Traditionally gender-separated housing gets a mix up


When Jacey Pulver, a freshman who has not declared a major, was searching for housing at Utah State University, her step-sister recommended Valley View Tower because it was “kind of tucked away” and, to her knowledge, housed only females.

Pulver grew up in Provo and was only familiar with Brigham Young University housing, which is completely gender separated.

“That’s really the only dorm styles I had known,” she said. “I was kind of looking for that and was really excited.”

However, when Pulver saw on USU’s housing application website that she could apply to live in Mountain View Tower, which she knew as the traditionally all-male building, she grew surprised, so she called USU’s housing department and asked for their clarification.

After the housing department told her the traditionally gender-separated dorms would now be co-ed, she “honestly wasn’t very happy,” she said. “I just kind of went with it and prayed for the best.”

Pulver had been living in Mountain View Tower for a week when she spoke with the Utah Statesman, and her experiences were not as positive as she had hoped.

“Two days in we had guys walking up and down the sixth floor, which is all girls, blasting (music)” she said. “That wasn’t very fun.”

Noelle Atkin, a freshman studying human biology, felt similarly.

“If I had a choice, I would definitely choose the same gender,” she said. “Just to be comfortable to walk in my pajamas or walk to the shower.”

Until the 2017-18 academic year, Mountain View Tower traditionally only housed males, and Valley View Tower only females. However, the university changed its policy because they planned to have a new housing complex ready for this academic year, and with the new complex, they planned to tear down Valley View Tower and make Mountain View Tower co-ed, said Steve Jenson, executive director for housing and residence life.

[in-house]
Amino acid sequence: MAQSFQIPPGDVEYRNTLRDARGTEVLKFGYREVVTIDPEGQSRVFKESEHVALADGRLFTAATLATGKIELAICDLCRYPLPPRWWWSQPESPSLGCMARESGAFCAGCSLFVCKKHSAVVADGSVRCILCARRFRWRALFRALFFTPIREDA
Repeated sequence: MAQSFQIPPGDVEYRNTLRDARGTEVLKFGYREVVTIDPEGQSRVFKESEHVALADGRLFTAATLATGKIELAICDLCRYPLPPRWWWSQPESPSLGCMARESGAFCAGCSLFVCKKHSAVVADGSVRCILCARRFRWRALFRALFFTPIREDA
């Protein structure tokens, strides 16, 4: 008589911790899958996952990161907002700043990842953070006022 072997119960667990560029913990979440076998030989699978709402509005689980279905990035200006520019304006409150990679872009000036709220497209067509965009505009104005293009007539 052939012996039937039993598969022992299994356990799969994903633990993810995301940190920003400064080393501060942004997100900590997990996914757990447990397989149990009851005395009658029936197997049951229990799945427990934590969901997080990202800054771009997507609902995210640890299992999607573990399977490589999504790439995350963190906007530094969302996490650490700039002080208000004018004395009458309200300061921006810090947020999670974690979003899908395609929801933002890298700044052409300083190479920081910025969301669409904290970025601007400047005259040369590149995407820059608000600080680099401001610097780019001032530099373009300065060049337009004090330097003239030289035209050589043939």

Jenson added that the first four floors of each building are all male, while the last three are female, and he has only heard positive feedback from residents regarding the change.

Many residents spoke positively of the difference.

Tori Garn, a freshman studying nursing, felt the gender-separated housing was outdated.

Garn grew up in New Jersey, and she said “over there they don’t really care whether it’s boys or girls, they just kind of like throw you together,” so the gender-combined is all she knew.

Aubrey Brandon, a freshman who has not declared a major, agreed that the separation was out-dated.

“I could see why they did that in the first place, but I think now in the society we live in I don’t think it matters,” she said. “I think it’s awesome, I think they made a good decision.”

Bron McCall, a senior who has lived in the towers for four years, said he has barely noticed a difference.

“I always thought it was kind of funny seeing a bunch of girls going upstairs, but it’s no big deal, I don’t mind it at all,” he said.

The university has also included more measures to protect student safety, such as electronic locks on the bathroom, Jenson said.

“I think generally it’s been very well accepted by the students,” he said. Jenson added that the housing department will be holding town halls for residents to voice their feedback on the issue, and residents will be notified in the future before these town halls are held.


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  1. Tara Rollins

    I am sorry for your experience. In 1981 I lived on a coed floor and had no problems. The bathrooms were also coed, still had no problem. I think it made me a much stronger female.

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